Intrepid BarLifeUK blogger Joe Petch recently came back from Barbados and has shared his adventure with us.
It all began in on a rainy Wednesday morning in November last year; miserably dark skies, sideways rain and a bitterly cold breeze was the only thing standing between my house and the airport.
Grinning with excitement I stood in the puddles wearing my beige chinos and a white T-shirt, seemingly out of place next to all the sleepy commuters in gloves and winter jackets. I didn’t care though, I was going to Barbados! Meeting the nine other travellers and our “oh so sensible” tour guides – Miguel Smith and Alvin Saal from Mount Gay Rum – we were now waving goodbye to the general grey that is London and officially on our way.
Nine hours later we were approaching the tiny island of Barbados; I say tiny as upon some further investigation I discovered that you can fit three islands of its size into the area of London. It also has an almost identical population to the borough of Hackney.
A couple of differences when comparing the two besides the obvious 35-40 degree heat is that people here do not wear skin tight jeans and large frame glasses in a bizarre attempt to compete in a “who can look like the biggest ****** competition”. The other is that locals here are genuinely friendly regardless of whether you know them or not, both a big tick in my book!
Upon arrival we had clearly already missed rum ‘o’ clock! (Something I had pointed out to a fair few people on the plane via the message service on our passenger T.V’s). So with no more time wasting we started to make up for it around the pool. Local rum and beer was flowing well before our luggage had even seen our rooms and by the time we had considered unpacking the sun had gone down and we had finished off the poolside bars stock of Mount Gay rum punch – good effort.
A welcome meal followed at the Tamarind Cove Resort, which was hosted by Chester Brown (18yrs in service! He’s a true pioneer of global brand ambassadorship as we know it today) and global brand manager, Marc McCollin. Best cocktail of the night was of course The Bajan Iced Tea (Replace all the regular Long Island spirits with larger measures of different Island Rums, Enjoy!).
Caves & Rum Shops
An intense schedule followed with a “no excuses” 8:15am meet the next morning, I could only think one thing… this was going to be a VERY long day. None the less a 7am swim in the Caribbean Sea was almost as good as a strong coffee (and yes I did get up, I have witnesses and everything).
Some may say this was only possible due to the fact not enough rum was consumed; others would say that we made up for it. If the swim, coffee or insanely good breakfast didn’t set you up for the day, then defending your grub from the barrage of tiny, very hungry, opportunistic Hummingbirds would. I didn’t mind, purely because they weren’t the crazy, tramp-like London pigeons that we all know and despise back home.
On the way to our first location we drove though The Parish of St. Thomas and one of the highest points of the Island (1,120ft). It was at this point we discovered a couple of things about island life; why were there always Rum Shops (rum bars) next to churches? Turns out most women go to church on a Sunday, 75% of men don’t.
Women like to know where there men are, so drop them off on the way to church and everybody gets to leave a bit later with a bit of spirit inside them, genius!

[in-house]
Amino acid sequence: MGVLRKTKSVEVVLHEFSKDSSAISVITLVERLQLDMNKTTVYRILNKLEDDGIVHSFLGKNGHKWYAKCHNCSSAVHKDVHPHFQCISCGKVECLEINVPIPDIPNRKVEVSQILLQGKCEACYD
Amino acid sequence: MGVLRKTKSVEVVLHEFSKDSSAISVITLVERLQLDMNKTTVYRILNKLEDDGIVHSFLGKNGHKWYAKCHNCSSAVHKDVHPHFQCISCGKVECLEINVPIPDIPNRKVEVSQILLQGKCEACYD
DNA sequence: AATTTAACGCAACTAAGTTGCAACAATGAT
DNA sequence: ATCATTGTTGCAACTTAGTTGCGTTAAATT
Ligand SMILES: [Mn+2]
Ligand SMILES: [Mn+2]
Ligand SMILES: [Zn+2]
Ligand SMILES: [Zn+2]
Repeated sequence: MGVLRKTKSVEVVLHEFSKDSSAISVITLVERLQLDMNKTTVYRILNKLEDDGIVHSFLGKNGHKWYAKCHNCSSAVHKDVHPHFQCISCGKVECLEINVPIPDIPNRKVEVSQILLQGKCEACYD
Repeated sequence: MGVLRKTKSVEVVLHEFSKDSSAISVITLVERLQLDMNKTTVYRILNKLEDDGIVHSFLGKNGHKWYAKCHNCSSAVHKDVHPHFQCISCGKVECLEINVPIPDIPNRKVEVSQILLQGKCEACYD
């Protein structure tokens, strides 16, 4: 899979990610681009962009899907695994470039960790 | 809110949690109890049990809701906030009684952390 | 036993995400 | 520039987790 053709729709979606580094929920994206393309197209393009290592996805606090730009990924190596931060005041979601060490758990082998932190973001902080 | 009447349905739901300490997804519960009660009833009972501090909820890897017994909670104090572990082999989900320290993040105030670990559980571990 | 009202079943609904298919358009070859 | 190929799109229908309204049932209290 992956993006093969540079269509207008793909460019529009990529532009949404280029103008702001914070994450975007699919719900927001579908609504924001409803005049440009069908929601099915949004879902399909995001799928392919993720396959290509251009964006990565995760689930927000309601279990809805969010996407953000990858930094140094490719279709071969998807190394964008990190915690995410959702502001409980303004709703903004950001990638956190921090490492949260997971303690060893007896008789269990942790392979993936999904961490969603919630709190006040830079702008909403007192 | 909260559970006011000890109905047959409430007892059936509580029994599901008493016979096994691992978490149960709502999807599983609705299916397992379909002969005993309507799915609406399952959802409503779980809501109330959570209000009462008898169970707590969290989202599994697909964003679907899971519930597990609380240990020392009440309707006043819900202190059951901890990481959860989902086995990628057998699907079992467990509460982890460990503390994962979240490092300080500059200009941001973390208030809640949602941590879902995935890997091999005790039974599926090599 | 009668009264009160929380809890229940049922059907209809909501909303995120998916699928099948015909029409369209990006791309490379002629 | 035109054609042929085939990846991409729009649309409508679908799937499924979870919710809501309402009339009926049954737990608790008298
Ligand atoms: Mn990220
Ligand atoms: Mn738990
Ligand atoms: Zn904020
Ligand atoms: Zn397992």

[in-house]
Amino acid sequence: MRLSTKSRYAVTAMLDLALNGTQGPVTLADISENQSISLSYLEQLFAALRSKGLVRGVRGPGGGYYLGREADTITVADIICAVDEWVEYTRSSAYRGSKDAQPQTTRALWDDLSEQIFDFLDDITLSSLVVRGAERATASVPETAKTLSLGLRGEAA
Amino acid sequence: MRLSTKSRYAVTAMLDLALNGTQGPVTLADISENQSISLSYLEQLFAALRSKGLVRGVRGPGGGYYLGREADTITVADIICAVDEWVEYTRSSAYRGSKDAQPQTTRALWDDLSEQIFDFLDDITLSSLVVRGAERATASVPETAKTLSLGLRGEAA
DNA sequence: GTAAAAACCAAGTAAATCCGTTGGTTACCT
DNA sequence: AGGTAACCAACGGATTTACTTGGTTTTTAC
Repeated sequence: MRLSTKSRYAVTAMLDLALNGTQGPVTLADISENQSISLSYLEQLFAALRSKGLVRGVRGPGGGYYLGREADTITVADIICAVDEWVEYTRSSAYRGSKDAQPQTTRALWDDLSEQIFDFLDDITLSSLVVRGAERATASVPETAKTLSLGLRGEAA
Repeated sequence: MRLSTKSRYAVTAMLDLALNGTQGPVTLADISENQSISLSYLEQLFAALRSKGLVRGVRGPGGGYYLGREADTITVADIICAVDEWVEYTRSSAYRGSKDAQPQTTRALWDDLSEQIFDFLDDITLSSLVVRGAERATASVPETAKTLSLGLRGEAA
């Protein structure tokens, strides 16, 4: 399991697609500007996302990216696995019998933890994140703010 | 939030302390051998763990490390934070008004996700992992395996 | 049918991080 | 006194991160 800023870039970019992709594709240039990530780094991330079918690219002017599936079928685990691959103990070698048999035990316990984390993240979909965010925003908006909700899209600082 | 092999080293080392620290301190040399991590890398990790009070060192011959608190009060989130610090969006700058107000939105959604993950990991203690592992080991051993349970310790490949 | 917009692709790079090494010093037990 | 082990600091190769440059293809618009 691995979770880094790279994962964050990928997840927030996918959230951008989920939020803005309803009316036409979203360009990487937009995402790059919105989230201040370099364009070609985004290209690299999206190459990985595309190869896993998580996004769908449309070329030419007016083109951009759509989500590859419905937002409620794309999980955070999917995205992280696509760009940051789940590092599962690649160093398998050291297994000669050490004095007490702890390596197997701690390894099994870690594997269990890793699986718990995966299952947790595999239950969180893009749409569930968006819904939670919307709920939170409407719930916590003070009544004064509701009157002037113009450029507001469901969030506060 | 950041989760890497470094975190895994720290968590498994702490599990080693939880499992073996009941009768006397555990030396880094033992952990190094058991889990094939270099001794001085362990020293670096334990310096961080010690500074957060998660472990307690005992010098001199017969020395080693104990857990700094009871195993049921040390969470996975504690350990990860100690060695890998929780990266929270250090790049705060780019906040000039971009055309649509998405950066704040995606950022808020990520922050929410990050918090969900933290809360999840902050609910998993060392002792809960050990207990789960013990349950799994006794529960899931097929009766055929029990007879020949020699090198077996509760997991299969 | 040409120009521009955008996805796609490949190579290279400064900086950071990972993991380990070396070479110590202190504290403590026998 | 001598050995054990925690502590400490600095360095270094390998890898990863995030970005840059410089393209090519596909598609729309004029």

The other was that everyone seems to know each other, I completely lost track of how many times the bus driver, Chester or Miguel shouted “Hey” at a passersby, knowing all their names, and even asking how the family was.
We arrived at Harrisons Cave, 2.3km of winding caves that were naturally formed with the island which is under one million years old (young for a Caribbean island) when tectonic plates crashed. For those of you who know a bit more about the Caribbean you’ll recall that the majority of the islands were made through volcanic activity, meaning the ground is very different.
These caves are therefore made up predominantly, of coral and limestone. This entire natural underground cave system is the key to the island’s clean water, all rainfall flows through the ground and into huge underground reservoirs that are over 96% in natural purity (much more than our own Thames Valley’s Finest). For those of you who are slightly less interested in biogenic sedimentaryrock formation and calcium deposition then just think of this island as a giant natural Britta water filter.
Due to the cave’s sheer size and natural beauty it is often locally referred to as the eighth wonder of the world. As we set off down the mine shaft the tour guide said that “it may be a little wet in places”, this was followed by us all instantly discovering what it would be like if it rained indoors. The vast caverns and underground lakes are hard to put into words, their ancient history told by the formation of the huge stalactites and stalagmites that consume the space, each taking around 100-years to grow a mere inch!
Our next stop was afternoon tea in some of the plantation cane fields. Here we used a tool called a “bill” to cut the cane and remove its leaves. You could tell the fields were ripe as a feather duster-like shoot called an ‘arrows’ rose from the top of the plants, signifying the plants’ full sugar content. Chester recalled when he was younger hiding in the cane fields with friends and endlessly chewing so much of the stuff that you ended up with a “stomach so sweet you can’t walk!”
Technical Tasting with Allen Smith
The location for our tasting wasn’t a showy tourist room or visitors centre, it was Allen Smith’s on-site rum blending laboratory. Allen is the master blender for Mount Gay Rum and has been for 10yrs. He explained how Mount Gay was renowned globally as the “Rum that Invented Rum” in relation to it being the oldest commercial Rum distillery in the world.